The E-mail Commentary from Eco-Justice Ministries
US Plastic and Toxic Tofu
It is often said that the world's poor carry the heaviest burdens of environmental degradation. The proof of that statement, though, can sometimes be statistical or vague.
But last Sunday, I read a report that was vivid and compelling in connecting poverty, environmental devastation, and the systems of global commerce. It is important to look at the example of pollution in Indonesia so that our eyes might be opened, and so that damage can be reduced.
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The Denver Post ran a cut-down version of a story published by New York Times a few days before, giving it the headline, "Makers of tofu burn plastic from U.S." While true, that teaser doesn't begin to suggest the full scope of the horror.
The NYT wasn't the only one to cover this topic recently. There have been articles within the last week by the Guardian, the BBC and others. Google tells me that the LA Times ran a story a month ago, and Friends of the Earth UK had a significant posting
The most recent surge of journalism is spurred by a November report from four non-governmental organizations, "Plastic Waste Poisons Indonesia's Food Chain." This study measured the levels of contamination found in areas where plastic trash serves as fuel, and found astronomical levels of pollutants, especially dioxin. Using a common method of study, the eggs of free-range chickens were sampled. Among the findings:
Why is pollution-causing plastic being burned in Indonesia? There are many reasons, and they begin in the US, the UK, Australia and other affluent countries.
Start with how most of us "recycle" things, by tossing paper, glass, cans and plastic into a single-source bin. Our junk is taken to a processing center, where the various kinds of material are -- imperfectly -- sorted out. Aluminum, other metals, high-value plastics, and glass are shipped off to be recycled and re-manufactured.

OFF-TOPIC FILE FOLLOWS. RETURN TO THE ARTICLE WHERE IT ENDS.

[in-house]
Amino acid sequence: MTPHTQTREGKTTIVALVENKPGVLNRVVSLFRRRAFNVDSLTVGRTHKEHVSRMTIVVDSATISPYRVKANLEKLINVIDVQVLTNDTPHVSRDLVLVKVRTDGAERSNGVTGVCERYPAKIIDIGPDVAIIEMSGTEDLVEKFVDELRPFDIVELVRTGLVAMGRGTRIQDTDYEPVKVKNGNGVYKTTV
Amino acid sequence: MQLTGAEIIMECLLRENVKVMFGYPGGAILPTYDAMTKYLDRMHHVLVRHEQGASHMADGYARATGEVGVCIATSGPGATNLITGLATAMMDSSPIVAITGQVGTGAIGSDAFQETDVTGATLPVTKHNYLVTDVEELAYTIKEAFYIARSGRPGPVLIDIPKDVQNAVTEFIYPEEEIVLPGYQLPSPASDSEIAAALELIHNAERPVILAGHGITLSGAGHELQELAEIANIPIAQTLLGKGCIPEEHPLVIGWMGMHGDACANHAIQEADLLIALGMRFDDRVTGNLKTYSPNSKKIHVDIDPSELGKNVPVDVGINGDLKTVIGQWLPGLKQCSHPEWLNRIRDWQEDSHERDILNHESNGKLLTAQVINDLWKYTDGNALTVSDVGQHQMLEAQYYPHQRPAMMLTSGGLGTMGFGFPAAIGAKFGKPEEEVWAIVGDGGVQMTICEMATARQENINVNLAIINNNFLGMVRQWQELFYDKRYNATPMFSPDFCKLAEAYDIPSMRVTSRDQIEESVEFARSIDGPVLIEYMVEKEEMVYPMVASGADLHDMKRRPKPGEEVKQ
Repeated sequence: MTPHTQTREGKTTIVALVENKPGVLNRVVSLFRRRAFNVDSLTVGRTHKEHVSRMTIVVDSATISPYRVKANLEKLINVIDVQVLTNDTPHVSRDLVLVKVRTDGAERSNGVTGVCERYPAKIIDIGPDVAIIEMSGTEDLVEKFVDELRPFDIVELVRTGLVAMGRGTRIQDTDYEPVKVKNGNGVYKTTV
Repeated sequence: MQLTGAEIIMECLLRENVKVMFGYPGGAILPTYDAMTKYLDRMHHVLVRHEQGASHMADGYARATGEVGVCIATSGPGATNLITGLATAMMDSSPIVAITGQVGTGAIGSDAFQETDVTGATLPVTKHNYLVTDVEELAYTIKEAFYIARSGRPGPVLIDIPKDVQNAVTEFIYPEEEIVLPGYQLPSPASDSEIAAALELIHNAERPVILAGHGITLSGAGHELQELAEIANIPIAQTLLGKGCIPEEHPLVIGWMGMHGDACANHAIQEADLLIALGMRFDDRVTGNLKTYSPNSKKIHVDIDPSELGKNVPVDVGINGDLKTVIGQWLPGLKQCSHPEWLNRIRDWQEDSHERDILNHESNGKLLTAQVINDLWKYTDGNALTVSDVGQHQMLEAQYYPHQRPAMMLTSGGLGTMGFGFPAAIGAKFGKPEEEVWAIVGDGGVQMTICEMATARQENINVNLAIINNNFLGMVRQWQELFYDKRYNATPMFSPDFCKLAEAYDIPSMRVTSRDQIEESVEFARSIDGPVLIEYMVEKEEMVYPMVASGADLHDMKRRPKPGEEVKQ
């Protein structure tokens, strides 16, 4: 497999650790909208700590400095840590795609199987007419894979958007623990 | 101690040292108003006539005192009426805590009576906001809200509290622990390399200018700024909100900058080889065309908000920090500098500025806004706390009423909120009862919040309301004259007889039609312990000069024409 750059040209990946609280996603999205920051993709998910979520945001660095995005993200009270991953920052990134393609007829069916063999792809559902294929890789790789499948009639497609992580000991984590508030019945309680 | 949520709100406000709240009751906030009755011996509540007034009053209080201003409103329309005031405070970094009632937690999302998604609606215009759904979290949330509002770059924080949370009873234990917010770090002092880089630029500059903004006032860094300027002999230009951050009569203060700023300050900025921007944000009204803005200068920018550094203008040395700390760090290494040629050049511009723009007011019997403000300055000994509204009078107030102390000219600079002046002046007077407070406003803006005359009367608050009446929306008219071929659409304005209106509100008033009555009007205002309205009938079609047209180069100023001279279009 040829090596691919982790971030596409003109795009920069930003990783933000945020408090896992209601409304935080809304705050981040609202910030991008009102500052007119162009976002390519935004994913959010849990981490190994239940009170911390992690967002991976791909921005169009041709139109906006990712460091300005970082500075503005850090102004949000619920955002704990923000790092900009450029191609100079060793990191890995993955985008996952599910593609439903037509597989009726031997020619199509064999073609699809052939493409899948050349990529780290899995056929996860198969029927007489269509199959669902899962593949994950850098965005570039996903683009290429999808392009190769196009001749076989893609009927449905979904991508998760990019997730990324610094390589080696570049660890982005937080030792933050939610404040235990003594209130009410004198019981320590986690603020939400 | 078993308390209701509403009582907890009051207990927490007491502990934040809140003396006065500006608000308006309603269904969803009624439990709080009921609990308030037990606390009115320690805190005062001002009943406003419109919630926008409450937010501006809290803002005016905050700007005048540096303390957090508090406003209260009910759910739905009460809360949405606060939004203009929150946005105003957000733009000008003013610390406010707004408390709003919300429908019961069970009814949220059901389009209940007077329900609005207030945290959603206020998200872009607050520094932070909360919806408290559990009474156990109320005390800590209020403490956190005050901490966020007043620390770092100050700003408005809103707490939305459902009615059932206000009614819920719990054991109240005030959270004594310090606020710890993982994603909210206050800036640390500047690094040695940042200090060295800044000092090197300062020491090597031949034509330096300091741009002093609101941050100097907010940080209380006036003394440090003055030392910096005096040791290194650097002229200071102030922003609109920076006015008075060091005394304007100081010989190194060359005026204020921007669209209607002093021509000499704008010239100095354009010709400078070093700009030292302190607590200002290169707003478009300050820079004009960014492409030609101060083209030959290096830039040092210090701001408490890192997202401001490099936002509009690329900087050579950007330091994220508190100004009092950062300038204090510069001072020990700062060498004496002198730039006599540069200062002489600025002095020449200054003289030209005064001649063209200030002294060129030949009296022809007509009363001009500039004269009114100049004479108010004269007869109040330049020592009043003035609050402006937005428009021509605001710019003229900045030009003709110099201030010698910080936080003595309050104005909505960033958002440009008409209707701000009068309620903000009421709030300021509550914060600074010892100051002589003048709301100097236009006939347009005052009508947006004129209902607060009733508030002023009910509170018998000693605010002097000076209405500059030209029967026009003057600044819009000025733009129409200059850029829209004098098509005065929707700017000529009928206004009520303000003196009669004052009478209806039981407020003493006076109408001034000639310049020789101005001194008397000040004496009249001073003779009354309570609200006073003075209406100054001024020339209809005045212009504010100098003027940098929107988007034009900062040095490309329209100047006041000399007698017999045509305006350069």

Enormous amounts of paper and low-value plastic are not worth much, and they're generally shipped to countries like Indonesia with low wages and weak environmental standards. Inefficient sorting processes, and sometimes blatant fraud, cause the bales of waste paper to contain plastic waste, too. Much of it used to go to China, but that country now pretty much refuses such mixed waste. As a result, the flow of such materials to Indonesia has doubled in recent years.
In East Java, Indonesia, nine recycling companies use 4 million tons of scrap paper per year as feedstock for recycled paper. Other companies recycle some of the better plastic junk. But that leaves huge amounts of mixed paper and plastic, or just worthless plastic, that can't be recycled. We've shipped it there, there's nowhere else for it to go, so it piles up.
In a poor country like Indonesia, that waste has value as a fuel -- including the 30 commercial kitchens in Tropodo that produce tofu. The paper/plastic mix can be 1/10 the cost of wood. Burning the shipped-in junk provides cheap fuel, it gets rid of the mountains of unrecyclable plastic -- and it creates terrible pollution.
The plastic ash is sometimes buried, but often it is spread on the ground, where the free-range chickens are feeding. Thus the high dioxin levels in their eggs. Smoke from the burned plastic is always in the air. A Story of Stuff post put it powerfully: